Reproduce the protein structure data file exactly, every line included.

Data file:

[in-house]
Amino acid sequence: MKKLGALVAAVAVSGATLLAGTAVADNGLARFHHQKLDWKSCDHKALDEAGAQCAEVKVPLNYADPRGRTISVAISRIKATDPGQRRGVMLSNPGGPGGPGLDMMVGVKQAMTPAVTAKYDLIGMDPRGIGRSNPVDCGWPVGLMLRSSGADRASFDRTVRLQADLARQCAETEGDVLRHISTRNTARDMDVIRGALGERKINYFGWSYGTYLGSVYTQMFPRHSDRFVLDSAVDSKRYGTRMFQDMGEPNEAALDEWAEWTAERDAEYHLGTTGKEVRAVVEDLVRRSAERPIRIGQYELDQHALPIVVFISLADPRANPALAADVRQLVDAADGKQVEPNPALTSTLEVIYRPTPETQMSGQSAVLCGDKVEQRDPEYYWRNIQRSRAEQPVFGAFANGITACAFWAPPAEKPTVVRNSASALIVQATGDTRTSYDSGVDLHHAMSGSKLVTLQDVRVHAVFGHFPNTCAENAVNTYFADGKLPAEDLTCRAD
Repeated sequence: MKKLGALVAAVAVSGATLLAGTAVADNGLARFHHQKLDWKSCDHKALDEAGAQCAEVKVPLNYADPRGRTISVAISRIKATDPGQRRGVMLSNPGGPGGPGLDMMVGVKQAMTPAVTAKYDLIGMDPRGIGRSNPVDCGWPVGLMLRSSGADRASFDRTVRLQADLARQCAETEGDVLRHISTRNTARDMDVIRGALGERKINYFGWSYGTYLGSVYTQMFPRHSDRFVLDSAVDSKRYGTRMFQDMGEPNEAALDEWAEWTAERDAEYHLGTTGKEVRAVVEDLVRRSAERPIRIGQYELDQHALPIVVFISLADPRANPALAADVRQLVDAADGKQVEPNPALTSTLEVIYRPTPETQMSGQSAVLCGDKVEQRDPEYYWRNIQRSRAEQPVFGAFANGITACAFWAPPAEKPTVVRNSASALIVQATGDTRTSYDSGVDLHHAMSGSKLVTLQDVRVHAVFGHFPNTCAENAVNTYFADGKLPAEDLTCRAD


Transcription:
[in-house]
Amino acid sequence: MKKLGALVAAVAVSGATLLAGTAVADNGLARFHHQKLDWKSCDHKALDEAGAQCAEVKVPLNYADPRGRTISVAISRIKATDPGQRRGVMLSNPGGPGGPGLDMMVGVKQAMTPAVTAKYDLIGMDPRGIGRSNPVDCGWPVGLMLRSSGADRASFDRTVRLQADLARQCAETEGDVLRHISTRNTARDMDVIRGALGERKINYFGWSYGTYLGSVYTQMFPRHSDRFVLDSAVDSKRYGTRMFQDMGEPNEAALDEWAEWTAERDAEYHLGTTGKEVRAVVEDLVRRSAERPIRIGQYELDQHALPIVVFISLADPRANPALAADVRQLVDAADGKQVEPNPALTSTLEVIYRPTPETQMSGQSAVLCGDKVEQRDPEYYWRNIQRSRAEQPVFGAFANGITACAFWAPPAEKPTVVRNSASALIVQATGDTRTSYDSGVDLHHAMSGSKLVTLQDVRVHAVFGHFPNTCAENAVNTYFADGKLPAEDLTCRAD
Repeated sequence: MKKLGALVAAVAVSGATLLAGTAVADNGLARFHHQKLDWKSCDHKALDEAGAQCAEVKVPLNYADPRGRTISVAISRIKATDPGQRRGVMLSNPGGPGGPGLDMMVGVKQAMTPAVTAKYDLIGMDPRGIGRSNPVDCGWPVGLMLRSSGADRASFDRTVRLQADLARQCAETEGDVLRHISTRNTARDMDVIRGALGERKINYFGWSYGTYLGSVYTQMFPRHSDRFVLDSAVDSKRYGTRMFQDMGEPNEAALDEWAEWTAERDAEYHLGTTGKEVRAVVEDLVRRSAERPIRIGQYELDQHALPIVVFISLADPRANPALAADVRQLVDAADGKQVEPNPALTSTLEVIYRPTPETQMSGQSAVLCGDKVEQRDPEYYWRNIQRSRAEQPVFGAFANGITACAFWAPPAEKPTVVRNSASALIVQATGDTRTSYDSGVDLHHAMSGSKLVTLQDVRVHAVFGHFPNTCAENAVNTYFADGKLPAEDLTCRAD